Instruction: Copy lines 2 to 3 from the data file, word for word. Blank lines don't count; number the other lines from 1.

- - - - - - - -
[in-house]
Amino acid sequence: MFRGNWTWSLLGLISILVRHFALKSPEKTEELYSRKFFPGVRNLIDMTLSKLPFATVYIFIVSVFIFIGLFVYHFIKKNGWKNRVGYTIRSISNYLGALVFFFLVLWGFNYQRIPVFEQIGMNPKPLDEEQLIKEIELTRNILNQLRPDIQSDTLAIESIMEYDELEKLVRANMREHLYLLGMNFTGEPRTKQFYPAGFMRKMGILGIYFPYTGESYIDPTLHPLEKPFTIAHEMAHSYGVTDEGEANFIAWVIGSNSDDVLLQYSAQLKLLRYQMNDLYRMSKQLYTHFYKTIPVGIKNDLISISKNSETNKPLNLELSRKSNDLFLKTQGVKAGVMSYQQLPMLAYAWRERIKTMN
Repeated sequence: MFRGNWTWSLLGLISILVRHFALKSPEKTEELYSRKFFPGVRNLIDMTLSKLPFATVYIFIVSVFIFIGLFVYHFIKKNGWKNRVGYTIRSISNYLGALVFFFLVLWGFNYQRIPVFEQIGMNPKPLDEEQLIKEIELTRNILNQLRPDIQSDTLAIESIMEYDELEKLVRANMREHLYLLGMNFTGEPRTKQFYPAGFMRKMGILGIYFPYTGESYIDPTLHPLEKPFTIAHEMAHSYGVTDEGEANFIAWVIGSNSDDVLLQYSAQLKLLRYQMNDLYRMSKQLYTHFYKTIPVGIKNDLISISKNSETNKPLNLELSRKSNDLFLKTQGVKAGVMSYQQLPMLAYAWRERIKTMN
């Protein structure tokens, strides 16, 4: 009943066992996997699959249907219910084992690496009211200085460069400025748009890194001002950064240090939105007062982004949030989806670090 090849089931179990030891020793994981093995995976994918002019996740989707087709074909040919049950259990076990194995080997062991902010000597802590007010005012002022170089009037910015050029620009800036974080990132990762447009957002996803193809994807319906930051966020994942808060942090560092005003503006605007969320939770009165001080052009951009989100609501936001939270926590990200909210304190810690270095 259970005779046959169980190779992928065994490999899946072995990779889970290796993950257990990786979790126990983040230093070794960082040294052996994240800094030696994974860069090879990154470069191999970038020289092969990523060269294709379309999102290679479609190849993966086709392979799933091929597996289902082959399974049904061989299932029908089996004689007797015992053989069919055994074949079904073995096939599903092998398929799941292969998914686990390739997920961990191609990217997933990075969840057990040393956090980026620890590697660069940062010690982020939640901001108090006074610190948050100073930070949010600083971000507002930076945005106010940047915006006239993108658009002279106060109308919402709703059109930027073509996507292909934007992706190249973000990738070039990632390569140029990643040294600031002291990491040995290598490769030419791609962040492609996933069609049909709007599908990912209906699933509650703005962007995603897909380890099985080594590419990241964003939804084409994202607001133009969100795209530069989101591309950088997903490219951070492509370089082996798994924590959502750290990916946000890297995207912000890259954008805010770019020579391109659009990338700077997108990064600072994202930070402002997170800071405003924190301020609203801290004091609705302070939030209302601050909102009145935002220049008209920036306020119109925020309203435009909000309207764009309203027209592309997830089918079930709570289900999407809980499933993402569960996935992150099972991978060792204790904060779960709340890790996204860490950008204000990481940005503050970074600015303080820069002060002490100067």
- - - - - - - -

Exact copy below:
Amino acid sequence: MFRGNWTWSLLGLISILVRHFALKSPEKTEELYSRKFFPGVRNLIDMTLSKLPFATVYIFIVSVFIFIGLFVYHFIKKNGWKNRVGYTIRSISNYLGALVFFFLVLWGFNYQRIPVFEQIGMNPKPLDEEQLIKEIELTRNILNQLRPDIQSDTLAIESIMEYDELEKLVRANMREHLYLLGMNFTGEPRTKQFYPAGFMRKMGILGIYFPYTGESYIDPTLHPLEKPFTIAHEMAHSYGVTDEGEANFIAWVIGSNSDDVLLQYSAQLKLLRYQMNDLYRMSKQLYTHFYKTIPVGIKNDLISISKNSETNKPLNLELSRKSNDLFLKTQGVKAGVMSYQQLPMLAYAWRERIKTMN
Repeated sequence: MFRGNWTWSLLGLISILVRHFALKSPEKTEELYSRKFFPGVRNLIDMTLSKLPFATVYIFIVSVFIFIGLFVYHFIKKNGWKNRVGYTIRSISNYLGALVFFFLVLWGFNYQRIPVFEQIGMNPKPLDEEQLIKEIELTRNILNQLRPDIQSDTLAIESIMEYDELEKLVRANMREHLYLLGMNFTGEPRTKQFYPAGFMRKMGILGIYFPYTGESYIDPTLHPLEKPFTIAHEMAHSYGVTDEGEANFIAWVIGSNSDDVLLQYSAQLKLLRYQMNDLYRMSKQLYTHFYKTIPVGIKNDLISISKNSETNKPLNLELSRKSNDLFLKTQGVKAGVMSYQQLPMLAYAWRERIKTMN